The attitude that you or I should be getting a skill is understandable — we pay lots of cash for this — but getting ready for the broker is not education. That’s vocational learning, flat and simple, I encounter my share of it in the business school, and I see it as the least important to my future and my self.

  4. @thag

    So in that instance, there’s no point in discussing whether or not the Red Sox are important enough to be worth learning in a college course. If college isn’t about what you learn so much as how you learn, then it doesn’t matter at all what they’re teaching you. The knowledge gained is irrelevant and it’s really just an excuse to make the students do something difficult.

    That’s an interesting way to sidestep the question that this article asks.

  5. You’re right, I should have addressed something other than the question you personally raised. But…I actually did. When I said the difficult problems, the hard texts, and the great thinkers, I should have qualified that, so I am sorry.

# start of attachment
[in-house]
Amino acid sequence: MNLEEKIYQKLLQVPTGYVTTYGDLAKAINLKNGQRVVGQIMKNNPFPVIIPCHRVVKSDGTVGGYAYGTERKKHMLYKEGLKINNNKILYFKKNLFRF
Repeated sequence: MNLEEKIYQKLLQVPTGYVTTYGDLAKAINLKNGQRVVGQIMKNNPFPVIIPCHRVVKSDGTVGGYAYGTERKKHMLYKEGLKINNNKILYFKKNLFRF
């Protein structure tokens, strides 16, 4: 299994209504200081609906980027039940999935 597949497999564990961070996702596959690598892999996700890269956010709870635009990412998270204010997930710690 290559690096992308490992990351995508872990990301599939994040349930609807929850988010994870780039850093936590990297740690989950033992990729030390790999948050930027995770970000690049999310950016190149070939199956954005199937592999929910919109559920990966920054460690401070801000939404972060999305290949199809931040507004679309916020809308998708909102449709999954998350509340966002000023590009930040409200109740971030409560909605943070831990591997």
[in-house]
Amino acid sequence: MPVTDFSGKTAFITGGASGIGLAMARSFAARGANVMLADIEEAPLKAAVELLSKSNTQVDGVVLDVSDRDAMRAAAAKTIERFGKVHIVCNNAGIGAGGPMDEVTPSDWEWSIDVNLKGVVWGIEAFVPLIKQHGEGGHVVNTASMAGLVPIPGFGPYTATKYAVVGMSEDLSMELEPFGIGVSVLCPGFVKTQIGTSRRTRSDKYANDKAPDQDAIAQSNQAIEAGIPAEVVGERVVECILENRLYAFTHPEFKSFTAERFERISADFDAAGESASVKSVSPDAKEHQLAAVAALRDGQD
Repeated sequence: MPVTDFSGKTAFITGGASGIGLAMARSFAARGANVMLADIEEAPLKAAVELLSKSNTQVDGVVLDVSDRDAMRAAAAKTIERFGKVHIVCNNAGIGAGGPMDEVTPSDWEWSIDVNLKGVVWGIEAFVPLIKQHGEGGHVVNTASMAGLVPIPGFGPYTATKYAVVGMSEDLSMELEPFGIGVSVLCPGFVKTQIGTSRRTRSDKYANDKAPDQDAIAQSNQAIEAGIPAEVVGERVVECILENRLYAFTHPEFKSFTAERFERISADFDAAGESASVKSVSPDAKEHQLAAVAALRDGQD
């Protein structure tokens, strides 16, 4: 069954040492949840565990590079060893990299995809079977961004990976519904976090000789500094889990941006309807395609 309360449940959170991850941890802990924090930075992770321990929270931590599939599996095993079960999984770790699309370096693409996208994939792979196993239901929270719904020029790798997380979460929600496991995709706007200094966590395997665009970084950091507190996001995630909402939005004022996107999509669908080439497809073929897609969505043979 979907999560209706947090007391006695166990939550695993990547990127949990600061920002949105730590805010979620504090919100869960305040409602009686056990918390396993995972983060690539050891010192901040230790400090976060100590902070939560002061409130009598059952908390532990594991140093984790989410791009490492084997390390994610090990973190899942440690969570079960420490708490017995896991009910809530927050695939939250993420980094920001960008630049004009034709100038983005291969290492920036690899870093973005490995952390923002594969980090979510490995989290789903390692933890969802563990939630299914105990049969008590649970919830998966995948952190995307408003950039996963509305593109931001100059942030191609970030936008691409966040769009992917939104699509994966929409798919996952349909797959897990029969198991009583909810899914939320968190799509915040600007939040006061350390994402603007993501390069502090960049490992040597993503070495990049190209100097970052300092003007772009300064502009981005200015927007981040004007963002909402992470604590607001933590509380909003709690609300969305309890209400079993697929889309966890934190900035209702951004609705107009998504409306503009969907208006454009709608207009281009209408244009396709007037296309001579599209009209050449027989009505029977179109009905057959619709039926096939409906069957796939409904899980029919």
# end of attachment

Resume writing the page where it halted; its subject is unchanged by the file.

Thucydides belongs in the classroom.
    John Locke belongs in the classroom.
    Homer belongs in the classroom.
    Frederick Douglass belongs in the classroom.
    Abraham Lincoln belongs in the classroom.
    You want flashy business stuff? Read Smith, Marx, Keynes, whatever.

    I should probably, then, spell out for you that this isn’t all-inclusive or something.

    People usually get touchy when you say something doesn’t — there are degrees to this and I’m no great mind, but to some degree you can pull out the b.s.

  6. And by the way, you misrepresent what I say by claiming my stance is that “it’s not what you learn, but how you learn.” I did bring this up, but more to address the notion that nothing from the university crosses into the real world.